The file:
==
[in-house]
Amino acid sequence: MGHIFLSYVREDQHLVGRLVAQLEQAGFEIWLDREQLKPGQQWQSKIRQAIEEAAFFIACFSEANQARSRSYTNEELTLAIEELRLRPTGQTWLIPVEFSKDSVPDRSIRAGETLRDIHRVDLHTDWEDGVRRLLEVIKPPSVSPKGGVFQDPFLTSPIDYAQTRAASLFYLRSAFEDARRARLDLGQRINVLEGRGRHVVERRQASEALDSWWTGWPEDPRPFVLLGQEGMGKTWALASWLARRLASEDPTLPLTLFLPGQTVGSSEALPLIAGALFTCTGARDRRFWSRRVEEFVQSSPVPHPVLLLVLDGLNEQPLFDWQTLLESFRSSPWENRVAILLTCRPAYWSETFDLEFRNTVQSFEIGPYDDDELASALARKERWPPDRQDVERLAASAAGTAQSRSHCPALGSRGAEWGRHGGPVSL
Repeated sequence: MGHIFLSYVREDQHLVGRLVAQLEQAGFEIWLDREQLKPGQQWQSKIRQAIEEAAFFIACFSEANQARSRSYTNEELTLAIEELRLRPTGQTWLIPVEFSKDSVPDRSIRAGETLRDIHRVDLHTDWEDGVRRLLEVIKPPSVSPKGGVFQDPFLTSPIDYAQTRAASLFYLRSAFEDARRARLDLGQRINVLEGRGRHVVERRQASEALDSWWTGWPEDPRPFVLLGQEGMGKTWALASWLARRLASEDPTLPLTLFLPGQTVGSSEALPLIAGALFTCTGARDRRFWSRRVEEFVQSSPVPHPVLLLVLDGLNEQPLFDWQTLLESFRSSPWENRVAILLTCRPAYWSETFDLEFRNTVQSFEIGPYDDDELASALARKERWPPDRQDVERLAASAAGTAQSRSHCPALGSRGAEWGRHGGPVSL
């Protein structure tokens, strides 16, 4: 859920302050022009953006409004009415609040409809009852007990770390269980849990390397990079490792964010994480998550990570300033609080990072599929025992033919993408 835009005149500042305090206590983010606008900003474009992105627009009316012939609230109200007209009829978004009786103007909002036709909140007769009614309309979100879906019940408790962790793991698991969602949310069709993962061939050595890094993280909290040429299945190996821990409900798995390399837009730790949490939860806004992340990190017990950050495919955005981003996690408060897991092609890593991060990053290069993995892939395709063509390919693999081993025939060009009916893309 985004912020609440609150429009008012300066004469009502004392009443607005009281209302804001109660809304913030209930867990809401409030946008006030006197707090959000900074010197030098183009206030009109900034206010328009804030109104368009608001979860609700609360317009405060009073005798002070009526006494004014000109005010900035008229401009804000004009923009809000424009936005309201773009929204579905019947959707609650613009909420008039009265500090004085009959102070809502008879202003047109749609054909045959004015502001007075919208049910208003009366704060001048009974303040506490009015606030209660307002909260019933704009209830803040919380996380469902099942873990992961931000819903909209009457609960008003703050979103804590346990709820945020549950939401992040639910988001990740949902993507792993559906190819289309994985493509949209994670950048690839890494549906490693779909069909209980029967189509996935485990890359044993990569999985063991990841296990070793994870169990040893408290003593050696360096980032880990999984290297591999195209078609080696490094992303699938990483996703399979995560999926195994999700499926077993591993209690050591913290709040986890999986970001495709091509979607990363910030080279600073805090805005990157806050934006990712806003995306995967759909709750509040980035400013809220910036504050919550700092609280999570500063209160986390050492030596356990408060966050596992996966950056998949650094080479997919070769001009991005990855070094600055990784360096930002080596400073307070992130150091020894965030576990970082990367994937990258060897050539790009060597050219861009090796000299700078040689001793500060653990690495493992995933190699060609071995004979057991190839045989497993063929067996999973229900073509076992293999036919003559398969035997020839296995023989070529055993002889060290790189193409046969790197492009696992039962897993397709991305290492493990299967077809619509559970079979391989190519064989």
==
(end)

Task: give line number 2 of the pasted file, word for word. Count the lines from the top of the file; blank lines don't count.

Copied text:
Amino acid sequence: MGHIFLSYVREDQHLVGRLVAQLEQAGFEIWLDREQLKPGQQWQSKIRQAIEEAAFFIACFSEANQARSRSYTNEELTLAIEELRLRPTGQTWLIPVEFSKDSVPDRSIRAGETLRDIHRVDLHTDWEDGVRRLLEVIKPPSVSPKGGVFQDPFLTSPIDYAQTRAASLFYLRSAFEDARRARLDLGQRINVLEGRGRHVVERRQASEALDSWWTGWPEDPRPFVLLGQEGMGKTWALASWLARRLASEDPTLPLTLFLPGQTVGSSEALPLIAGALFTCTGARDRRFWSRRVEEFVQSSPVPHPVLLLVLDGLNEQPLFDWQTLLESFRSSPWENRVAILLTCRPAYWSETFDLEFRNTVQSFEIGPYDDDELASALARKERWPPDRQDVERLAASAAGTAQSRSHCPALGSRGAEWGRHGGPVSL